Plans for mile-high skyscraper unveiled in Japan

"Next Tokyo" is a mini city centered around a 5,577-foot skyscraper

Feb.February 06, 2016 04:30 PM

A rendering of Next Tokyo (credit: Kohn Pedersen Fox)

From the New York website: We’re living in the age of the super tower. Around the world, buildings are reaching record heights. But the next generation of super-tall buildings is preparing do something that seems like science fiction: break the mile-high barrier.

For one, architects at Kohn Pedersen Fox and structural engineering firm Leslie E. Robertson Associates are planning to build a mile-high building in Tokyo Bay in Japan, according to the New York Post.

Dubbed “Next Tokyo,” the development is in fact a mini city designed around a massive skyscraper. Its goal is to combat climate change and rising tides.

Next Tokyo is a chain of man-made, hexagon-shaped islands that form a barrier to protect Japan’s capital from flooding. It would also provide housing for roughly 500,000 people – the main mile-high tower would hold roughly a 10th of those people.


The main structure would be a 5,577-foot skyscraper (called Sky Mile Tower) that is slated for completion in 2045. To put that into perspective, the tallest building in the world, Dubai’s Burj Khalifa, is 2,716.5 feet.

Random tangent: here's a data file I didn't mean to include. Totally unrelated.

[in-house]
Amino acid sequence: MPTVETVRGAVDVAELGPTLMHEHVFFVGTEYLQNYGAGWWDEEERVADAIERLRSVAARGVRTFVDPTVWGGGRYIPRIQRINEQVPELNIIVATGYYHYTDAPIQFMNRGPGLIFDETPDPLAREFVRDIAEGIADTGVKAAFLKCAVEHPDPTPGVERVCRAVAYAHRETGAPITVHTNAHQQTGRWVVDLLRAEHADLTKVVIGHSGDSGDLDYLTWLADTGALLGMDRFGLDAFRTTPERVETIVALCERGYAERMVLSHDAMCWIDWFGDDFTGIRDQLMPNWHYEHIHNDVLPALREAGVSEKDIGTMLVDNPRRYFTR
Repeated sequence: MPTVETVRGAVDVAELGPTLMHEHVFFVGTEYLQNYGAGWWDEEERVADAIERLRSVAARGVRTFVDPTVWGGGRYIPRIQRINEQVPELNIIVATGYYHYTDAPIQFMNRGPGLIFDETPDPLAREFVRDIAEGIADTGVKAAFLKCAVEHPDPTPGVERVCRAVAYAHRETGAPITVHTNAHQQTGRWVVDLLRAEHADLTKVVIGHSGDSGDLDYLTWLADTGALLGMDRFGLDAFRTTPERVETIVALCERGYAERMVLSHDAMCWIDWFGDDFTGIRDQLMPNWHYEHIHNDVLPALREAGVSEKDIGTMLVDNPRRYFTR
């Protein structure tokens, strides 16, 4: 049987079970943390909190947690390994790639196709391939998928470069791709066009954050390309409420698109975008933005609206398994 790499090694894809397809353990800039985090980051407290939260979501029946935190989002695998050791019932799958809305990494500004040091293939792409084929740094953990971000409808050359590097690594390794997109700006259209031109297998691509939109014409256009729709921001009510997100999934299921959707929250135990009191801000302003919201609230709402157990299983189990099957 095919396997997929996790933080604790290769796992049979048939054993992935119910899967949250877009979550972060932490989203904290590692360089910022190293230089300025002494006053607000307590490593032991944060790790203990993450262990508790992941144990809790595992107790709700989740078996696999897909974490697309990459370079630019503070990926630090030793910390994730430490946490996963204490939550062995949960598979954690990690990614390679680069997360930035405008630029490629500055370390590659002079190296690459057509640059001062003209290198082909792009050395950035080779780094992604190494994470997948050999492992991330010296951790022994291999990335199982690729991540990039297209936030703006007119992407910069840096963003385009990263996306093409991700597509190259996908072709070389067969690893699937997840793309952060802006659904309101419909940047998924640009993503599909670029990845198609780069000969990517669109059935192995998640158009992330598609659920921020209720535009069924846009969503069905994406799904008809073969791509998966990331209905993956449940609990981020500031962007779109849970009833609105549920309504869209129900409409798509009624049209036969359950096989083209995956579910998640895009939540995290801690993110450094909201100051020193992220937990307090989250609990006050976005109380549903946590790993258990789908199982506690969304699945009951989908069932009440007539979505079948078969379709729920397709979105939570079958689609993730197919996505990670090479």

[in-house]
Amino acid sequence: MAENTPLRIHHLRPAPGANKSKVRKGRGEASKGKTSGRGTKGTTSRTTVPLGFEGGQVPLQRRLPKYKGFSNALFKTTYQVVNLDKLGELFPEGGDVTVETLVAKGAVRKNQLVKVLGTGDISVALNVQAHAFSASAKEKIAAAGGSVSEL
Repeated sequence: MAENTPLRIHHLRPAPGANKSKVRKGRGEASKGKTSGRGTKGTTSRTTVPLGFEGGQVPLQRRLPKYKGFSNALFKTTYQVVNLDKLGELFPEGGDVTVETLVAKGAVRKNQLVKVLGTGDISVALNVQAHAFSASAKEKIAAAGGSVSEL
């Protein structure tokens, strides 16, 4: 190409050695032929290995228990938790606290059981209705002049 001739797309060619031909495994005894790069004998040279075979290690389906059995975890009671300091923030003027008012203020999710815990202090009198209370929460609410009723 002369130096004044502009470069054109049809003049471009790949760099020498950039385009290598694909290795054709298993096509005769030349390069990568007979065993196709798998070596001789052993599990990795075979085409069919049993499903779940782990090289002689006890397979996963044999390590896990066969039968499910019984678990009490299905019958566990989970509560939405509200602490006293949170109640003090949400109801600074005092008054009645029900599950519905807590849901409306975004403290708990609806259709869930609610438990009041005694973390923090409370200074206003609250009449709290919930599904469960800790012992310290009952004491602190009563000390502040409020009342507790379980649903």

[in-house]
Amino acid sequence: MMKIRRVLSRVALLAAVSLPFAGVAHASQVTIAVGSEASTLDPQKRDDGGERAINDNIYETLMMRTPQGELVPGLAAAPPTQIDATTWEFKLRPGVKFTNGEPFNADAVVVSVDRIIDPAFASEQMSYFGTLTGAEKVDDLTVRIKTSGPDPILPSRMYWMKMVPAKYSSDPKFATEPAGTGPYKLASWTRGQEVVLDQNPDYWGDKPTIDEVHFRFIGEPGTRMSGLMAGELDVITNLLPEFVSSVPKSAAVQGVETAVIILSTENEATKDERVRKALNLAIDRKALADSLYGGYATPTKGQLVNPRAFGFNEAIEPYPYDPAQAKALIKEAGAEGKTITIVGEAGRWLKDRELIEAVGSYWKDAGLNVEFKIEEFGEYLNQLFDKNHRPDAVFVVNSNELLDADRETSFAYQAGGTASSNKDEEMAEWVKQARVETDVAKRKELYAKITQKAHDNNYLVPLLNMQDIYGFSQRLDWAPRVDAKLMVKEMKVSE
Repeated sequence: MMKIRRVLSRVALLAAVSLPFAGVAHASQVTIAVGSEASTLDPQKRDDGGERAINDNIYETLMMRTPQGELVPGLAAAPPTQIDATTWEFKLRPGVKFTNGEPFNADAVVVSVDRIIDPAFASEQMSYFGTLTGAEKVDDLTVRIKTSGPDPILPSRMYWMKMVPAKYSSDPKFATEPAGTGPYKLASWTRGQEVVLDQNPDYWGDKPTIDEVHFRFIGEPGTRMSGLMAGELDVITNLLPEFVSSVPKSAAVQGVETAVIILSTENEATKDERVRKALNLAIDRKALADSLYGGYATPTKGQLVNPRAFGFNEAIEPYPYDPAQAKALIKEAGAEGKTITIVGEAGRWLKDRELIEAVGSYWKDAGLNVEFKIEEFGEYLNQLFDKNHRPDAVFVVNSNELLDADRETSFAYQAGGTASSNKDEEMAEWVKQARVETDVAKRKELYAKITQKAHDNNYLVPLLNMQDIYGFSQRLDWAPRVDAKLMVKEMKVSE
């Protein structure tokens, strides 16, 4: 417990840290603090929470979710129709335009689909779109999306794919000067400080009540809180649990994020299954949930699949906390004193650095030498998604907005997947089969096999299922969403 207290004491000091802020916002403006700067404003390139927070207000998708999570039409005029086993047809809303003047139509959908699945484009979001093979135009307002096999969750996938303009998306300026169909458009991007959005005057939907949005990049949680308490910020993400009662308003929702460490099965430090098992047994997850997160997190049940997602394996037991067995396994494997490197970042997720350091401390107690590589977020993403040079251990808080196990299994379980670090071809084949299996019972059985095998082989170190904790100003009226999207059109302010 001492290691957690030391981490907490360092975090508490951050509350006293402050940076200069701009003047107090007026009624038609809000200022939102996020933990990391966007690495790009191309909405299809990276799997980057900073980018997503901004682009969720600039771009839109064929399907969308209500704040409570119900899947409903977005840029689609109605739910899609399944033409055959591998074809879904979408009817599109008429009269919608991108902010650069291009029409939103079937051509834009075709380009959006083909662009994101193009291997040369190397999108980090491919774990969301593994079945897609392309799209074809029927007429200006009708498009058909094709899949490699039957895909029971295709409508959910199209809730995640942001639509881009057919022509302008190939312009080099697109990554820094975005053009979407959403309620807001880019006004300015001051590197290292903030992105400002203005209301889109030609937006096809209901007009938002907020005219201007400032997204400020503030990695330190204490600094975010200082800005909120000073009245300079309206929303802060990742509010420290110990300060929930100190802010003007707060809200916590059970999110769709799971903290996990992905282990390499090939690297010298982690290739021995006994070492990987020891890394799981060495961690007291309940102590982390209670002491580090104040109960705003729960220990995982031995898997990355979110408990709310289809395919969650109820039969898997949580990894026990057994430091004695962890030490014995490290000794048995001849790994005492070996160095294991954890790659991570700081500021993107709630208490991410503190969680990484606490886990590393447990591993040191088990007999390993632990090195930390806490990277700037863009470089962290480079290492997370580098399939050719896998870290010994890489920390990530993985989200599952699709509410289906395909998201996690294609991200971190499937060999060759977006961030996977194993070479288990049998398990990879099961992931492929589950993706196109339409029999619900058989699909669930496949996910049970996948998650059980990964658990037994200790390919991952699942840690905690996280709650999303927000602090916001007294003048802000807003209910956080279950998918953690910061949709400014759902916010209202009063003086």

The building’s hi-tech facade will collect, filter and store water from the atmosphere, providing water to the apartments. And naturally, the elevators will be cable-free and able to move both vertically and horizontally.

Next Tokyo (credit: Kohn Pedersen Fox)

[NYP]Christopher Cameron

Related Articles


Here are the tallest projects proposed in Miami

Going up: Elevator technology is reaching new heights in skyscrapers across the globe

How luxury tower builders keep residents from feeling seasick when the wind blows

Is the great Chinese Fannie and Freddie selloff finally over?

Spinning residential tower planned for Dubai

Check out the views from the 76th floor of Panorama Tower

Eighty-story wooden skyscraper could rise in London

Placeholder image

This stunning 1,100-foot skyscraper will be the tallest building on the West Coast